The traditions of ethnic minorities in the Xinjiang Uygur Autonomous Region are being protected, generation by generation.
Folk song and dance are at the heart of Xinjiang ethnic culture. So much so that a full Uygur performance, Twelve Mukam, performed with the unique music instruments of the region, has been approved by UNESCO as a "Non-material heritage".
Maimaitiming, director of Xinjiang Mukam Art Troupe, said, "Twelve Mukam is so popular among our people that we organize continuous road shows in Xinjiang and the rest of the country. We have also visited dozens of other countries."
The Uygur Mukam originated about two thousand years ago. It was passed through the generations by Uygur artists orally.
Because of chaos brought by wars at the end of the 19th century, Mukam almost disappeared.
After the People's Republic of China was found, the government launched three separate campaigns to gather the music and lyrics of the Mukam artists.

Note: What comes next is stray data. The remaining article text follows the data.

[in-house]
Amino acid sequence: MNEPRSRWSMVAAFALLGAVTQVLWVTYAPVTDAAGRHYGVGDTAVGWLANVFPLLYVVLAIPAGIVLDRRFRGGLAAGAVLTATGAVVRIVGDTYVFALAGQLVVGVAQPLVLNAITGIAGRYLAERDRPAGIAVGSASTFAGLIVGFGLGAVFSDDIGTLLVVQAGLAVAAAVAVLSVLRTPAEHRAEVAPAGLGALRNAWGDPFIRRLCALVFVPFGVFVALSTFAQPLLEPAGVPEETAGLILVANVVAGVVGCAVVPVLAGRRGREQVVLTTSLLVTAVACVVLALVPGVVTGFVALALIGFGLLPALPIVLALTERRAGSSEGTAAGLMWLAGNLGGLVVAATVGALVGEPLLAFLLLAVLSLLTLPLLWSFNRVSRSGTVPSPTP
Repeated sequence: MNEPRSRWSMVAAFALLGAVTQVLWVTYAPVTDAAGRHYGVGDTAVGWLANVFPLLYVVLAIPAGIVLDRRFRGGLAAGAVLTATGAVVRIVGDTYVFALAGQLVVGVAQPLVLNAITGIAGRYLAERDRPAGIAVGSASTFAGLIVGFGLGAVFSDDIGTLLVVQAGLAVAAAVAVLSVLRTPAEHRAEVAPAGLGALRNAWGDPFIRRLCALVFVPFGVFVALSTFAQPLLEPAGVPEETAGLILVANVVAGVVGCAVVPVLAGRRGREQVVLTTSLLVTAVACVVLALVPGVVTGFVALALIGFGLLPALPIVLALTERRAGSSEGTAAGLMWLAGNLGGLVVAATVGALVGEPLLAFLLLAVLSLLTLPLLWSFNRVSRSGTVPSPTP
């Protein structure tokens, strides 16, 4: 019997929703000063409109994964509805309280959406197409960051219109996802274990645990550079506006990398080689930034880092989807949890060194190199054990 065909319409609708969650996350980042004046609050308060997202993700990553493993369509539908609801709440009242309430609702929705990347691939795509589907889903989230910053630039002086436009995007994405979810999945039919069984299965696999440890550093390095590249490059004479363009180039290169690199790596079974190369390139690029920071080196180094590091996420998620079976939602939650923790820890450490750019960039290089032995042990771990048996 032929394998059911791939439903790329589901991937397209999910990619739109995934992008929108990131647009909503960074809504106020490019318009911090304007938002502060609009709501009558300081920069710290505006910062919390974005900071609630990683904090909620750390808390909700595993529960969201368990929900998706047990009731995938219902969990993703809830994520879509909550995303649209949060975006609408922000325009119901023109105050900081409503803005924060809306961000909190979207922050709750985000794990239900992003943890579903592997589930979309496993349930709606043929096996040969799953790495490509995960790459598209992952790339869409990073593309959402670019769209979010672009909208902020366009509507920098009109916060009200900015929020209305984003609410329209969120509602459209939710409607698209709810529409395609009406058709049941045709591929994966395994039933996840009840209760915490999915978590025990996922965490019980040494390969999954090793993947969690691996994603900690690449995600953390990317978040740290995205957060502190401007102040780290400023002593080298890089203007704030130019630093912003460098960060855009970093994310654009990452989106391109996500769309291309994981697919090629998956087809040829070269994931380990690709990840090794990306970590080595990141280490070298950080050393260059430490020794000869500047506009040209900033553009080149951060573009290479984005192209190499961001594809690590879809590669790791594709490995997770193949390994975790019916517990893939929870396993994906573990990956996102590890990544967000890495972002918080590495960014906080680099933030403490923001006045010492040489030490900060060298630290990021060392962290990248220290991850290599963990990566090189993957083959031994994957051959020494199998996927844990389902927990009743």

While the performing arts were saved, a programme focusing on saving ancient ethnic books was also launched in Xinjiang. So far nearly ten thousand ancient books written in thirteen languages including Uygur, Persian and Uzbek have been collected from around the region.
Airken, director of Xinjiang Library, said, "Nawayi collection of poems is a very precious book for the research of Uygur culture. It has been included on the list of National Precious Books."
The librarians told reporters that all of the books on the list will be copied and reprinted so that more people can understand the ethnic culture of Xinjiang.